#### Leon Charles Thevenin

##### Leon Charles Thevenin

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#### Leon Charles Thevenin

##### Leon Charles Thevenin

Leon Charles Thevenin was a French telegraph engineer who worked on Ohm's law and extended it to the analysis of complicated electrical networks. He is remembered today almost entirely for one small piece of work. His theorem, published in 1883, was based on his study of Kirchhoff's Laws and is found in every basic textbook on electrical circuits. It has made his name familiar to every student of electrical circuits and to every electrical and electronics engineer.

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It often occurs in practice that a particular element in a circuit is variable
(usually called the load) while other elements are fixed. As a typical
example, a household outlet terminal may be connected to different appliances
constituting a variable load. Each time the variable element is
changed, the entire circuit has to be analyzed all over again. To avoid this
problem, Thevenin's theorem provides a technique by which the fixed
part of the circuit is replaced by an equivalent circuit.

According to Thevenin's theorem, the linear circuit in

*Fig. 1(a)*
can be replaced by that in

*Fig. 1(b)*. (The load in Fig. 1 may be a
single resistor or another circuit.) The circuit to the left of the terminals
a-b in

*Fig. 1(b)* is known as the Thevenin equivalent circuit.

**Fig.1: **Replacing a linear two-terminal
circuit by its Thevenin equivalent: (a) original
circuit, (b) the Thevenin equivalent circuit.

Thevenin's theorem developed in 1883 by M. Leon Thevenin (1857 — 1926), a French telegraph engineer, states that a linear two-terminal circuit can be replaced by an equivalent circuit consisting of a voltage source $V_{Th}$ in series with
a resistor $R_{Th}$, where $V_{Th}$ is the open-circuit voltage at the terminals
and $R_{Th}$ is the input or equivalent resistance at the terminals when
the independent sources are turned off.

Our major concern right now is how to find the Thevenin equivalent voltage $V_{Th}$ and resistance $R_{Th}$. To do so, suppose the two circuits in

*Fig. 1* are equivalent. Two circuits are said to be equivalent if they have the same voltage-current relation at their terminals. Let us find out what will make the two circuits in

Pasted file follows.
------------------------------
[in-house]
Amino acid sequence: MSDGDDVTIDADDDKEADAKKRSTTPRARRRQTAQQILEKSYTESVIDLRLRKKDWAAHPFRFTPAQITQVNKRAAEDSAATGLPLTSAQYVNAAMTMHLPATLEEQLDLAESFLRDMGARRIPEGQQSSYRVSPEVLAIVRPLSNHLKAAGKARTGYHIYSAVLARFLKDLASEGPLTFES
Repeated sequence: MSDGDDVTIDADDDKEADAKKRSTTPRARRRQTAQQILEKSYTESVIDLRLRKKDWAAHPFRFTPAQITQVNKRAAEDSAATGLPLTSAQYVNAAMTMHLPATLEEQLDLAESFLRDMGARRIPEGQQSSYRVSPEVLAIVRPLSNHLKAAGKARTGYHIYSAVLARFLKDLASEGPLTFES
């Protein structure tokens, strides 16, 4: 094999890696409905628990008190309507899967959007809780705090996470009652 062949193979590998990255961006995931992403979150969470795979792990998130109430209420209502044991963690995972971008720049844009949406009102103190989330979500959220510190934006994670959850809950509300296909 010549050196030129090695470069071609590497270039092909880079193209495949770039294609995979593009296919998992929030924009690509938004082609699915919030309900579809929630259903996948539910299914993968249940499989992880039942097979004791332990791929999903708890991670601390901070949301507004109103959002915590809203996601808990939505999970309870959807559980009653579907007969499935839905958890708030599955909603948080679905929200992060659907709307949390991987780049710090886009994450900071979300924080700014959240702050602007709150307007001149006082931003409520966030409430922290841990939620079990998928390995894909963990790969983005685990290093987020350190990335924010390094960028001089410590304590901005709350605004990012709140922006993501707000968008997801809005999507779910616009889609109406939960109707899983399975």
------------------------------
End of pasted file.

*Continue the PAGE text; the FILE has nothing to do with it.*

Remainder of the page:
*Fig. 1* equivalent.

If the terminals $a-b$ are made open-circuited (by removing the load), no current flows, so that the open-circuit voltage across the terminals $a-b$ in

*Fig. 1(a)* must be
equal to the voltage source $V_{Th}$ in Fig. 1(b), since the two circuits are
equivalent. Thus $V_{Th}$ is the open-circuit voltage across the terminals as
shown in

*Fig. 3(a)*; that is,
$$V_{Th} = v_{oc} \quad \text{. . . (Eq.1)}$$

**Fig.3: **Finding VTh and RTh.

Again, with the load disconnected and terminals $a-b$ open-circuited,
we turn off all independent sources. The input resistance (or equivalent
resistance) of the dead circuit at the terminals a-b in

*Fig. 1(a)* must
be equal to $R_{Th}$ in

*Fig. 1(b)* because the two circuits are equivalent.
Thus, $R_{Th}$ is the input resistance at the terminals when the independent
sources are turned off, as shown in

*Fig. 3(b)*; that is,
$$R_{Th}= Rin \quad \text{. . . (Eq.2)}$$

To apply this idea in finding the Thevenin resistance $R_{Th}$, we need
to consider two cases.

__CASE 1__ If the network has no dependent sources, we turn off all independent
sources. RTh is the input resistance of the network looking
between terminals a and b, as shown in Fig. 3(b).

__CASE 2__ If the network has dependent sources, we turn off all independent
sources. As with superposition, dependent sources are not to be
turned off because they are controlled by circuit variables. We apply a
voltage source $V_o$ at terminals $a$ and $b$ and determine the resulting current
$i_o$. Then $R_{Th} = v_o/i_o$, as shown in Fig. 4(a). Alternatively, we
may insert a current source io at terminals a-b as shown in

*Fig. 4(b)*
and find the terminal voltage vo. Again $R_{Th} = v_o/i_o$.

**Fig.4: **Finding RTh when circuit
has dependent sources.

Either of the two approaches will give the same result. In either approach we may assume any value of $v_o$ and $i_o$. For example, we may use $v_o = 1 V$ or $i_o = 1 A$, or even use unspecified values of $v_o$ or $i_o$.

It often occurs that $R_{Th}$ takes a negative value. In this case, the
negative resistance ($v = -iR$) implies that the circuit is supplying power.

This is possible in a circuit with dependent sources; Example 3 will
illustrate this.

Thevenin's theorem is very important in circuit analysis. It helps
simplify a circuit. A large circuit may be replaced by a single independent
voltage source and a single resistor. This replacement technique is a
powerful tool in circuit design.

As mentioned earlier, a linear circuit with a variable load can be replaced